Modern History and Politics -- Bitter Legacy: Ideology and Politics in the Arab World by Paul Salem

By Sullivan, Antony T. | The Middle East Journal, Spring 1995 | Go to article overview
Save to active project

Modern History and Politics -- Bitter Legacy: Ideology and Politics in the Arab World by Paul Salem


Sullivan, Antony T., The Middle East Journal


Bitter Legacy: Ideology and Politics in the Arab World, by Paul Salem. Syracuse, NY: Syracuse University Press, 1994. xii + 276 pages. Bibl. to p. 288. Index to p. 299. $39.95.

Reviewed by Antony T. Sullivan

In this volume, Paul Salem analyzes the political ideologies that have confronted or succeeded one another throughout the 20th century in Egypt, Iraq, and the Levant. Bitter Legacy is aptly titled. Liberal constitutionalism, Arab nationalism, and contemporary Islamism have all failed to create any consensus concerning the nature of political legitimacy, Salem argues, or to establish any recognized locus of political or social authority. He maintains that, especially in recent decades, ideological utopianism has disfigured society everywhere in the Arab Middle East, and has plunged the region into a crisis from which it has yet to emerge.

Good news, however, there is. Salem believes that Islamist extremism may now have reached its zenith, and suggests that popular disillusionment with all political nostrums may well usher in a post-ideological age characterized by political pragmatism beginning early in the new century. This book constitutes an excellent intellectual and social history of the 20th-century Mashriq, and should be considered required reading by anyone seriously interested in the contemporary Arab world.

Salem draws heavily on the seminal work of the late Edward Shils concerning the nature of culture, ideology, and religion.(1) He posits psychological strain relating to matters of identity and self-understanding, in combination with a need to vent frustration, to explain the Arab world's susceptibility to the blandishments of ideologues. He argues that regionalism and liberal constitutionalism were the ideologies of choice for the merchant and landowning elite of the 1920s and 1930s; pan-Arabism, the ideological option of a new middle class of bureaucrats, technocrats, and senior officials during the 1950s and 1960s; and political Islamism, the preferred ideology for a newly urbanized lower class from the 1970s to the present. In the Arab world, ideology has proven to be specific to both generation and class, Salem maintains, and can best be understood in chronological components of approximately a quarter century. He observes that ideological systems have always proven to be especially attractive to non-Sunni minorities, serving as useful vehicles to enhance their status and power. The author discusses Ahmad Lutfi al-Sayyid and Muhammad 'Abduh as forerunners or exemplars of liberal constitutionalism; Sati' al-Husri, Antun Sa'adeh, and Michel 'Aflaq as influential theoreticians of radical Arabism, totalitarianism, and political violence; and Jamal al-Din al-Afghani, Hassan al-Banna, and Sayyid Qutb as key advocates of Islamic gnosticism.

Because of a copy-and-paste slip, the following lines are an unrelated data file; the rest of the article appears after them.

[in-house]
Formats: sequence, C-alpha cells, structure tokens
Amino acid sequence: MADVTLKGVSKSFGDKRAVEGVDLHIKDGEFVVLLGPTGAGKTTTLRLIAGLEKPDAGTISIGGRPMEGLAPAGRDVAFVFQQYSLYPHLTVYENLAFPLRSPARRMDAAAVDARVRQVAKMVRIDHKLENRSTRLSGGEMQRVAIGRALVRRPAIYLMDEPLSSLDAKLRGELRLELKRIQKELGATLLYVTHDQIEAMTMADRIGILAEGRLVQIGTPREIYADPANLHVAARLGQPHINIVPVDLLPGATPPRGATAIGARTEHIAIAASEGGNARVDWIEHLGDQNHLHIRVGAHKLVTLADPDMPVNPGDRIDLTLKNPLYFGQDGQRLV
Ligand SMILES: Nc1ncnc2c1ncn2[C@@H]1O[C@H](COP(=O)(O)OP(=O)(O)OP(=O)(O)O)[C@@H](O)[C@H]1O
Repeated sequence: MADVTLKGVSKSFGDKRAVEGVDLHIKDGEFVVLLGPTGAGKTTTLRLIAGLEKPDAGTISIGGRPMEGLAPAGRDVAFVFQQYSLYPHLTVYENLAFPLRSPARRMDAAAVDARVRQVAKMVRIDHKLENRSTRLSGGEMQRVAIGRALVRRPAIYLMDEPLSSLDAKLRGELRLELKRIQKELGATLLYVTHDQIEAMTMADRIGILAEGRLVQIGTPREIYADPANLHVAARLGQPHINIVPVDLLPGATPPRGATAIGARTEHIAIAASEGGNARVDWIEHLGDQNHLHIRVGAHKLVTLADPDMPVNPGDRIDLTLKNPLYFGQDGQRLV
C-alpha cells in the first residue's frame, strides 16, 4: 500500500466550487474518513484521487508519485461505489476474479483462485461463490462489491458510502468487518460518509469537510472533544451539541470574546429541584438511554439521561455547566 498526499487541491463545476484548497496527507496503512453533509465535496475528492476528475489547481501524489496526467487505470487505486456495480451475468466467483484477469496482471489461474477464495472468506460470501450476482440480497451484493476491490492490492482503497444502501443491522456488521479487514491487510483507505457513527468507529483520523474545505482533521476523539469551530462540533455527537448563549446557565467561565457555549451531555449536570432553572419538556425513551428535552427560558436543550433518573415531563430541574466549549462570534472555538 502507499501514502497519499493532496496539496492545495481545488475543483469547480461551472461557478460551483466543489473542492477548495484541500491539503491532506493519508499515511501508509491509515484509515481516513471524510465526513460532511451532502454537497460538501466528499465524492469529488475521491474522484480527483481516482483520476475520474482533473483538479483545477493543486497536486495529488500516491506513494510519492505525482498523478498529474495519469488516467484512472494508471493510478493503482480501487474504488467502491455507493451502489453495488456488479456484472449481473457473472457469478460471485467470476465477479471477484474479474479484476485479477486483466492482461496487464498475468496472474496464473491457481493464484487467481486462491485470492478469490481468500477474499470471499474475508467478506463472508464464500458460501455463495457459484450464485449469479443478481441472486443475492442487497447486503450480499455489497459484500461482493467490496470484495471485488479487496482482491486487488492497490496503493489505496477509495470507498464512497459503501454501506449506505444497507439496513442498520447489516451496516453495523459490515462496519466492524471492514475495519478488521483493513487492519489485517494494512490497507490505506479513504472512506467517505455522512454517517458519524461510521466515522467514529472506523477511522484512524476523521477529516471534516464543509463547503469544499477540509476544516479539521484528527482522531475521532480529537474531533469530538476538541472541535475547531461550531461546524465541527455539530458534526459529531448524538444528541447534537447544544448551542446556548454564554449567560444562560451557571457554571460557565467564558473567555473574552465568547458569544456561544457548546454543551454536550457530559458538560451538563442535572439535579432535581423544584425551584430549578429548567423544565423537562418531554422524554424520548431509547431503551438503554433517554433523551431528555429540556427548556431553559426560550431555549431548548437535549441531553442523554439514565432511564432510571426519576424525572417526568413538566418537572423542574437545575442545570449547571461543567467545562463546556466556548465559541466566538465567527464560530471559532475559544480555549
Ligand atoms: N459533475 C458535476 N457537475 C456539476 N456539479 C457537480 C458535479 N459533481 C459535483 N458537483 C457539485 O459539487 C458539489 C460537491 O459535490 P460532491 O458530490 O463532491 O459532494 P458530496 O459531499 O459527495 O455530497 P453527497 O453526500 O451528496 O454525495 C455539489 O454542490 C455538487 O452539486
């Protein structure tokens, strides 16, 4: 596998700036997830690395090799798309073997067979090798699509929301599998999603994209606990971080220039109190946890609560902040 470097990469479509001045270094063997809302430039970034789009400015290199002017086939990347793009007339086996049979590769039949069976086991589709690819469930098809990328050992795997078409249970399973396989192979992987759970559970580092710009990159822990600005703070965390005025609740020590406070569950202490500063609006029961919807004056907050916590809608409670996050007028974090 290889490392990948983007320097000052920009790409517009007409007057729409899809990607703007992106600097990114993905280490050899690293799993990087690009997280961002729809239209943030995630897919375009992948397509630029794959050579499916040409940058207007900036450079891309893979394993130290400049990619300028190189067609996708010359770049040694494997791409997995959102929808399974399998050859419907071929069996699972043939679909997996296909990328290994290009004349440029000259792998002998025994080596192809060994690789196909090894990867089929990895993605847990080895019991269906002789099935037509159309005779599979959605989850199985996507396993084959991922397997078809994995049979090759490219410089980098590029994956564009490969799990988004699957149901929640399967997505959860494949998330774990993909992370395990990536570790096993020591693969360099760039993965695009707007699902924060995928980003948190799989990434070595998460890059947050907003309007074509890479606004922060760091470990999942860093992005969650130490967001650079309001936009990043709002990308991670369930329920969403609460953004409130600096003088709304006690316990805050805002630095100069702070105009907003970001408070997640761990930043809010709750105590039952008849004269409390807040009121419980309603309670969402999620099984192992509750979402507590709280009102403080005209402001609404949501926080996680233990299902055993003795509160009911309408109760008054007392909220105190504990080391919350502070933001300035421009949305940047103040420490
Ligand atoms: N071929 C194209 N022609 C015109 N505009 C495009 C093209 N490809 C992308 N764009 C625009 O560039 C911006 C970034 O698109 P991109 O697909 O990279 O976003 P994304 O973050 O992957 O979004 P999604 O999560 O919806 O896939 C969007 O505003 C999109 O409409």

The rest of this article is only available to active members of Questia

Sign up now for a free, 1-day trial and receive full access to:

  • Questia's entire collection
  • Automatic bibliography creation
  • More helpful research tools like notes, citations, and highlights
  • Ad-free environment

Already a member? Log in now.

Notes for this article

Add a new note
If you are trying to select text to create highlights or citations, remember that you must now click or tap on the first word, and then click or tap on the last word.
Loading One moment ...
Project items
Notes
Cite this article

Cited article

Style
Citations are available only to our active members.
Sign up now to cite pages or passages in MLA, APA and Chicago citation styles.

Cited article

Modern History and Politics -- Bitter Legacy: Ideology and Politics in the Arab World by Paul Salem
Settings

Settings

Typeface
Text size Smaller Larger
Search within

Search within this article

Look up

Look up a word

  • Dictionary
  • Thesaurus
Please submit a word or phrase above.
Print this page

Print this page

Why can't I print more than one page at a time?

While we understand printed pages are helpful to our users, this limitation is necessary to help protect our publishers' copyrighted material and prevent its unlawful distribution. We are sorry for any inconvenience.
Full screen

matching results for page

Cited passage

Style
Citations are available only to our active members.
Sign up now to cite pages or passages in MLA, APA and Chicago citation styles.

Cited passage

Welcome to the new Questia Reader

The Questia Reader has been updated to provide you with an even better online reading experience.  It is now 100% Responsive, which means you can read our books and articles on any sized device you wish.  All of your favorite tools like notes, highlights, and citations are still here, but the way you select text has been updated to be easier to use, especially on touchscreen devices.  Here's how:

1. Click or tap the first word you want to select.
2. Click or tap the last word you want to select.

OK, got it!

Thanks for trying Questia!

Please continue trying out our research tools, but please note, full functionality is available only to our active members.

Your work will be lost once you leave this Web page.

For full access in an ad-free environment, sign up now for a FREE, 1-day trial.

Already a member? Log in now.

Are you sure you want to delete this highlight?